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Monthly Archives: February 2011
Air travel has not been the same since September 11, 2001, when 3 commercial airplanes were hijacked and transformed into lethal weapons. Air passengers have since become accustomed to increased security, but the latest attempt to detect would-be terrorists has … Continue reading
Does lunch in front of a computer make us eat more? Two of my recent blogs warned of sitting too long in front of a computer at work: Does lunch in front of a computer make us eat more? Computer … Continue reading
Readers of this blog were deeply touched by the journey of family physician, Craig DeLisi, his wife, Tonya, and their children during the prenatal life, birth and death of their daughter and sister Anastasha. (You can read the series here)
One of the more disturbing parts of some chemotherapy regimens, at least for my female patients, is the partial or complete loss of their hair. There’s been almost nothing we physicians could do about this problem … but that may … Continue reading
Readers of this blog know of my fondness for immunizations. For my patients, I recommended the shingles vaccine for people 60 years of age or older and the chicken pox vaccine for children. Unfortunately, both vaccines are quite underutilized. For … Continue reading
In multiple past blogs (see below) I’ve told you of the harms of too much screen time (TV, computer, video games, etc.) for your children. Many experts join me in encouraging you to limit your children to no more than … Continue reading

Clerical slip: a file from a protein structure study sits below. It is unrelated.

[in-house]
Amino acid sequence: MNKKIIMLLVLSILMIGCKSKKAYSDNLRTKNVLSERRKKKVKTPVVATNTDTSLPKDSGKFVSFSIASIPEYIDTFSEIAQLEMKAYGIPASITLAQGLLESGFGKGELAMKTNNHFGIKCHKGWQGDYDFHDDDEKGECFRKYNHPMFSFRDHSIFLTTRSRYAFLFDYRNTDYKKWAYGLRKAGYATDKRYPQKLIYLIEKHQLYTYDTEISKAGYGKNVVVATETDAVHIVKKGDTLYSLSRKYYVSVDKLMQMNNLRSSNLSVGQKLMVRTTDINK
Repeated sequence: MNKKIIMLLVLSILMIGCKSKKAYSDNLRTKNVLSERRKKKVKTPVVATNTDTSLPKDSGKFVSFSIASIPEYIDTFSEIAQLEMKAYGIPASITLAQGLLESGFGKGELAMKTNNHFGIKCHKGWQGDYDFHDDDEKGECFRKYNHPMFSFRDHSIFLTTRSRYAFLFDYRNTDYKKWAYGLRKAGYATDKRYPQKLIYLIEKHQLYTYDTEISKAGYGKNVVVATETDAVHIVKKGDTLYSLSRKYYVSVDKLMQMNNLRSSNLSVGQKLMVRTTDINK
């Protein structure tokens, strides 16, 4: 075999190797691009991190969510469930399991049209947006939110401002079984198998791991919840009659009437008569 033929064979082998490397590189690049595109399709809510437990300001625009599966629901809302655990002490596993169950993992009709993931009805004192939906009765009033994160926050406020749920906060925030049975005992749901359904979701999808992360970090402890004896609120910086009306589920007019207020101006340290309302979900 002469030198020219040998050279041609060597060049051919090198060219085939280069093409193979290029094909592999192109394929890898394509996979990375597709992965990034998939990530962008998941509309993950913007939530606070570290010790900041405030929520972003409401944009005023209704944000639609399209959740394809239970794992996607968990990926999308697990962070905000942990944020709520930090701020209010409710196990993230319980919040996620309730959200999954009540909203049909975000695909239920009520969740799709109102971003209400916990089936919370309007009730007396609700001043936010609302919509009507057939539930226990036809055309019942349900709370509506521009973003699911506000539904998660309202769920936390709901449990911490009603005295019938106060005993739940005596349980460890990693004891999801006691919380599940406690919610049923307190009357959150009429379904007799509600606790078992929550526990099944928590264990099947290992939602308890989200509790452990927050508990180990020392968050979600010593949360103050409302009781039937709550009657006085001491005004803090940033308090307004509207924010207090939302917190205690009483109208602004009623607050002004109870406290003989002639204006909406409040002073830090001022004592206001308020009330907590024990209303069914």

A new report on the quality of omega-3 and -6 fatty acid supplements made from seed oils was recently released by ConsumerLab.com. Only 11 of 17 products selected for testing met quality criteria for freshness and labeling.
Advances in medical technology frequently come with ethical problems, as well as scientific concerns and issues. Egg donation, for women, is no different. Jennifer Lahl of the Center for Bioethics and Culture has been one of the leading advocates for women … Continue reading
It turns out pople like music for the same reason they like eating or having sex: It makes the brain release a chemical (dopamine) that gives pleasure,” according to a study published in the journal Nature Neuroscience.
The New York Times “Well” blog reported that, according to a study published in the Archives of General Psychiatry, bright light therapy, currently used to help patients with seasonal affective disorder (SAD), may also benefit older patients with depression.
Physicians frequently recommend that caregivers split pills to give patients smaller doses than are available by prescription, but that process can produce wide variation in dosages, particularly if a commercial pill-splitter is not used and often even if one is … Continue reading
MedPage Today reported that, according to a paper in Arthritis & Rheumatism, “increasing physical activity over two years can improve function and even walking speed among adults with osteoarthritis of the knee — regardless of their level of activity.”
I’ve published two academic articles on the likely association between the birth control pill (BCP) and unrecognized abortions (the so-called “post-fertilization effect” of the pill):
After a video surfaced on the Internet of pop star Miley Cyrus — giggling and semi-coherent, holding a bong — many wondered what the 18-year-old singer had inhaled. According to Cyrus, her addled state was the effect of taking in smoke … Continue reading